interaction of dark matter with regular matter

merle van osdol
merle van osdol
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Topic 198450

Is it known if dark matter and regular matter interact in such a way that gravitational waves are emitted?

merle

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astro-marwil
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interaction of dark matter with regular matter

Hallo Merle!
I would think so. But as there is 5 times (26,8%/4,9%) more dark matter than our ordinary, baryonic matter, you will see more or less only the movements of the dark matter. On the other hand dark matter doesn´t clump together as baryonic matter do.
They hope to find in future gravitational waves from the time, the matter build up after the big bang. The BICEP2 experiment was such an experiment, searching for polarization effects in the microwave background radiation due to gravitational waves. But it has been shown, that the effect they found is due to polarization effects from dust in our milky way. It´s planed to search for this also in future with the LISA experiment.

Kind regards and happy crunching
Martin

merle van osdol
merle van osdol
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RE: Hallo Merle! I would

Quote:

Hallo Merle!
I would think so. But as there is 5 times (26,8%/4,9%) more dark matter than our ordinary, baryonic matter, you will see more or less only the movements of the dark matter. On the other hand dark matter doesn´t clump together as baryonic matter do.
They hope to find in future gravitational waves from the time, the matter build up after the big bang. The BICEP2 experiment was such an experiment, searching for polarization effects in the microwave background radiation due to gravitational waves. But it has been shown, that the effect they found is due to polarization effects from dust in our milky way. It´s planed to search for this also in future with the LISA experiment.

Kind regards and happy crunching
Martin

Thanks for your response. It was all very interesting. I was surprised at your comment re. 'the matter build up after the big bang'. That we will be able, one day, to sense that far back is just amazing.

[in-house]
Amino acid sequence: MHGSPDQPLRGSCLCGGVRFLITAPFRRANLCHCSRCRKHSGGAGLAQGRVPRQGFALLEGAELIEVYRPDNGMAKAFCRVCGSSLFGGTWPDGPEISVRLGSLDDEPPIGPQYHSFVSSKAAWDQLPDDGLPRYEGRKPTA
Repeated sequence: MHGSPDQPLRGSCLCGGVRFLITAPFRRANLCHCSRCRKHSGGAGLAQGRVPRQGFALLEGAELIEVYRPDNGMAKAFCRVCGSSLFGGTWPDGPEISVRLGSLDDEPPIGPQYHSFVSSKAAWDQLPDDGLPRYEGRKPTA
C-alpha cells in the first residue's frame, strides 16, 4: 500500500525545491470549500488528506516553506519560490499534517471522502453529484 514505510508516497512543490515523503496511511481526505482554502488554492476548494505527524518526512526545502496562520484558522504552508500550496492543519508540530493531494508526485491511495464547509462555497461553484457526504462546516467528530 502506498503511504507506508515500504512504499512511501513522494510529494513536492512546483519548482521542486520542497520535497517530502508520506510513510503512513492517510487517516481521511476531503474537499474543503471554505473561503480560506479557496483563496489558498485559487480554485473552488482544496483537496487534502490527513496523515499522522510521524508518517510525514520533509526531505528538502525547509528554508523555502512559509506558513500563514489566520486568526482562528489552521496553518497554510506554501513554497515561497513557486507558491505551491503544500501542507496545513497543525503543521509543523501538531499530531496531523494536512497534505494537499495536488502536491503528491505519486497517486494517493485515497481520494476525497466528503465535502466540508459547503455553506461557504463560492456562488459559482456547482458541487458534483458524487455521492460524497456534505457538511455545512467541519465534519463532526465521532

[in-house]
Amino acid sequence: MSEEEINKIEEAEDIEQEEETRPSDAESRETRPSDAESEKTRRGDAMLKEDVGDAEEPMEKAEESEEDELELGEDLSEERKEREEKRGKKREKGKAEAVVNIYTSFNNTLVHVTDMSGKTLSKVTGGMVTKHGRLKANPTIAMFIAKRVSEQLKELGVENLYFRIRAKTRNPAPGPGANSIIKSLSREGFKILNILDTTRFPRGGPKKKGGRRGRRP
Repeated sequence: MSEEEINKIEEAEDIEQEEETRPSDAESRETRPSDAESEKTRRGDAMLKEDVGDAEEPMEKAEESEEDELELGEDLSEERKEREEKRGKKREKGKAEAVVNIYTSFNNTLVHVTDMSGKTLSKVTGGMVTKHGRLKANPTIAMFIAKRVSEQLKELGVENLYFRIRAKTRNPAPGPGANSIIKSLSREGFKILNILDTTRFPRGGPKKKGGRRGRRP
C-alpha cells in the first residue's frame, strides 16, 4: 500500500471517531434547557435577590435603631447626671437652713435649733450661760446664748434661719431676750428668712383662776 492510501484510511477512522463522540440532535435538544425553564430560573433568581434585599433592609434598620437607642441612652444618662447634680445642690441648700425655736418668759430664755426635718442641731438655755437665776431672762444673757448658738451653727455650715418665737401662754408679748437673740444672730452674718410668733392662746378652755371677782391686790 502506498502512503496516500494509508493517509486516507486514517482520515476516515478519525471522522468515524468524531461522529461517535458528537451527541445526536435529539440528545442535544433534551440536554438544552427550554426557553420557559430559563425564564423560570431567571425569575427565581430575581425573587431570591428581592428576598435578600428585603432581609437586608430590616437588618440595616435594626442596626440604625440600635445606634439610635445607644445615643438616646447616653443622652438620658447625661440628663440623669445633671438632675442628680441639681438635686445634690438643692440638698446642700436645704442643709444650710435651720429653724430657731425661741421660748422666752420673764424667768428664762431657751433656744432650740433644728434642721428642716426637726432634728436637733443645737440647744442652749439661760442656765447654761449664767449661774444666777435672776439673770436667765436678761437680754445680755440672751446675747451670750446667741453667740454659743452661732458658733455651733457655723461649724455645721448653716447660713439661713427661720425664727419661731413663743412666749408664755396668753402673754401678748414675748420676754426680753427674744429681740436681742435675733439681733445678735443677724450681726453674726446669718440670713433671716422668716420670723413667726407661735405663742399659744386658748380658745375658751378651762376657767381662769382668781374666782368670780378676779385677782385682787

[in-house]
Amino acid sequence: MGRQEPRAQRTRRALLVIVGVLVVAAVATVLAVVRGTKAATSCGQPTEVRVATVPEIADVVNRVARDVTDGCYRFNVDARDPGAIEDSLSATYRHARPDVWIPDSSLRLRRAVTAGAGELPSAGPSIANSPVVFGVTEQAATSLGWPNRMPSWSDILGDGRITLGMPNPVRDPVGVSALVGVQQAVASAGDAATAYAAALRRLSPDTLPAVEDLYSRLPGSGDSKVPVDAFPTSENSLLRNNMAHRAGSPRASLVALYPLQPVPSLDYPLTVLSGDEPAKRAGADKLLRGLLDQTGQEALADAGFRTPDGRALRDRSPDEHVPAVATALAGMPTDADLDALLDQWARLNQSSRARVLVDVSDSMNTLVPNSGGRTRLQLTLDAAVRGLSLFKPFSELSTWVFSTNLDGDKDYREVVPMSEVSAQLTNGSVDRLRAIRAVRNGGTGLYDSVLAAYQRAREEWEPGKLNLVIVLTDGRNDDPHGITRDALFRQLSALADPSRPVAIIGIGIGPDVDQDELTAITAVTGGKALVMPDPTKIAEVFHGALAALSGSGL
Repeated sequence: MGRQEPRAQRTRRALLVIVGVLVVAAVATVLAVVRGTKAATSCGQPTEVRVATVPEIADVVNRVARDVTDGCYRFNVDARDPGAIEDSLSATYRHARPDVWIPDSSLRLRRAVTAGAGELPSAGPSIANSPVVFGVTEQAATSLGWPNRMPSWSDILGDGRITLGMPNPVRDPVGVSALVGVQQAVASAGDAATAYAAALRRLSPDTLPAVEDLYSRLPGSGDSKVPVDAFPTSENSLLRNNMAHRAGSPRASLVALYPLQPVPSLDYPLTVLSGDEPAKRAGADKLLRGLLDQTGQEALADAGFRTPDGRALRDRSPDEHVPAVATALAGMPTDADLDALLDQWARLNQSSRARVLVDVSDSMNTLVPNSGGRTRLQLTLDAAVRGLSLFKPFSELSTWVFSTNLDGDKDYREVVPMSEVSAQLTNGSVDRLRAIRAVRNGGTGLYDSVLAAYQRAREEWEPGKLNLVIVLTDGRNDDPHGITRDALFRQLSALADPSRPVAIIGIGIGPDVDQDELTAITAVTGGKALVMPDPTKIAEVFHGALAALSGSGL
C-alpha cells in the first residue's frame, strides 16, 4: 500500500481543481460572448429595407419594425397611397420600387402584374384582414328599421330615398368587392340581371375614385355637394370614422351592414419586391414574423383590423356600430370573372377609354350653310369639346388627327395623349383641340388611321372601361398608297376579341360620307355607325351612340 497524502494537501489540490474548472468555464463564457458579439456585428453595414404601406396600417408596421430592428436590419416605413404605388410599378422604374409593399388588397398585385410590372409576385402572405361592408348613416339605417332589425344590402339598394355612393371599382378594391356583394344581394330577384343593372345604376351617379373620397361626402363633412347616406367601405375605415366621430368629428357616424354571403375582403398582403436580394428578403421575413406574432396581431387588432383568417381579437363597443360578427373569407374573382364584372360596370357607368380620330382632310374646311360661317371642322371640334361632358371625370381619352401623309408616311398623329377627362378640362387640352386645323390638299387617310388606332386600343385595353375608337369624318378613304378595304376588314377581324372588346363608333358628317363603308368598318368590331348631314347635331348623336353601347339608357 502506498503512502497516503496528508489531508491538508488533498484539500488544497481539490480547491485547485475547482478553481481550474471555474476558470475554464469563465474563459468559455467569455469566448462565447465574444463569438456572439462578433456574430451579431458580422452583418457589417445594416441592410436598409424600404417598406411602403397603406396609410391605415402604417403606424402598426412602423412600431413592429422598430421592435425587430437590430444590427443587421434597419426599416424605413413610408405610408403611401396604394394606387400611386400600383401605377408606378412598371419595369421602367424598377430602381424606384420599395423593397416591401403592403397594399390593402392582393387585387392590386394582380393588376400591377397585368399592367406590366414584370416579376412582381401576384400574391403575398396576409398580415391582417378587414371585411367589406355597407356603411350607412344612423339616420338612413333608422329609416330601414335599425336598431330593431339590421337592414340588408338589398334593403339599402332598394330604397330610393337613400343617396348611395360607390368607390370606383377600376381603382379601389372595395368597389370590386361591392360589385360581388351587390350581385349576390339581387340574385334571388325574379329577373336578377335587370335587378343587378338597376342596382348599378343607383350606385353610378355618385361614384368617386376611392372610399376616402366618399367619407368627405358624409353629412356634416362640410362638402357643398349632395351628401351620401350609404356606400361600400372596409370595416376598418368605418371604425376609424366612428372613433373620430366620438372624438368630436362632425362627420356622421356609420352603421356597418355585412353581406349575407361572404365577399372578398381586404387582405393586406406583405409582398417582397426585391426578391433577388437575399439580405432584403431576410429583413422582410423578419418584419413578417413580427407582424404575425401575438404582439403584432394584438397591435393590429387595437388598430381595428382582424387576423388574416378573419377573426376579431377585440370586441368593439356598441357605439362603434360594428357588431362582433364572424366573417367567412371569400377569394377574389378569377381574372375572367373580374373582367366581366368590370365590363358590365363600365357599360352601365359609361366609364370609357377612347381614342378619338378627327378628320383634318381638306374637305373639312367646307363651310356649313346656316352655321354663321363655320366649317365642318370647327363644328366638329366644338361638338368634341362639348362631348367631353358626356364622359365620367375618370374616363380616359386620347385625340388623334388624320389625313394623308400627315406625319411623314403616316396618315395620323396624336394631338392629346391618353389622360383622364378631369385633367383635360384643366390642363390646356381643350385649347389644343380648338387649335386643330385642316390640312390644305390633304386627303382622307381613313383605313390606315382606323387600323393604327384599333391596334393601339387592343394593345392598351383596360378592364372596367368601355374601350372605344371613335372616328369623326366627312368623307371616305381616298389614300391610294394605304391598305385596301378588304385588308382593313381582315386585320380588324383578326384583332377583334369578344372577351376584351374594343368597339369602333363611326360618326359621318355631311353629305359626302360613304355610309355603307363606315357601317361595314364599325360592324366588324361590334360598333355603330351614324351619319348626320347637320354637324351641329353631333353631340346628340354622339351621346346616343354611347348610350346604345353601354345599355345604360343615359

merle

What is freedom of expression? Without the freedom to offend, it ceases to exist.

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Jim1348
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RE: On the other hand dark

Quote:
On the other hand dark matter doesn´t clump together as baryonic matter do.


Now that is interesting. Does that mean that dark matter has a repulsive force, in addition to its gravitational force? Or that it is moving too fast to clump together? What are the possibilities?

Mike Hewson
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RE: RE: On the other hand

Quote:
Quote:
On the other hand dark matter doesn´t clump together as baryonic matter do.

Now that is interesting. Does that mean that dark matter has a repulsive force, in addition to its gravitational force? Or that it is moving too fast to clump together? What are the possibilities?


The best evidence indicates, for galaxies at least, that the pizza/spiral shape typical of most is surrounded by an extended halo of something else that is unseen but has a gravitational influence ie. dark matter. So it is all still attractive but DM would seem to have a different history of evolution of it's distribution. However DM is also relevant more cosmically in matching the models that include it for the developing universe with respect to the observations now. If you don't account for something like it with non-relativistic properties - so that's cold DM then - you won't get agreement.

There is the hypothesis that all the lost pens and pencils in the world go to a planet of their very own to live. I disagree. We have our CDM candidates right there. :-)

Cheers, Mike.

I have made this letter longer than usual because I lack the time to make it shorter. Blaise Pascal

Otubak
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There are multiple

There are multiple ingredients that can make ordinary matter clump:

* Self-interaction. An exploding star's shockwave (or just collision of 2 gas clouds) can compress thin gas in galaxies to the point that it get dense enough to collapse to form stars.
* Radiation of converted potential energy. A gas cloud that compresses under its own gravity will convert most of the potential (gravitational binding) energy into heat and radiate it away as long as it is still transparent enough - and that energy is now lost for the gas cloud, it won't be able to expand again on its own.
* Segregation. Plays a role for massive bodies clumping (such as star clusters) - upon close encounters sometimes one of the involved stars gets more than enough energy to leave the cluster, removing potential energy from the cluster which gets even tighter.
* Magnetic fields - these probably play a big role in newly forming stars + planetary systems.

None of these mechanisms would really work for Dark Matter from our theory books - heavy and barely interacting particles.

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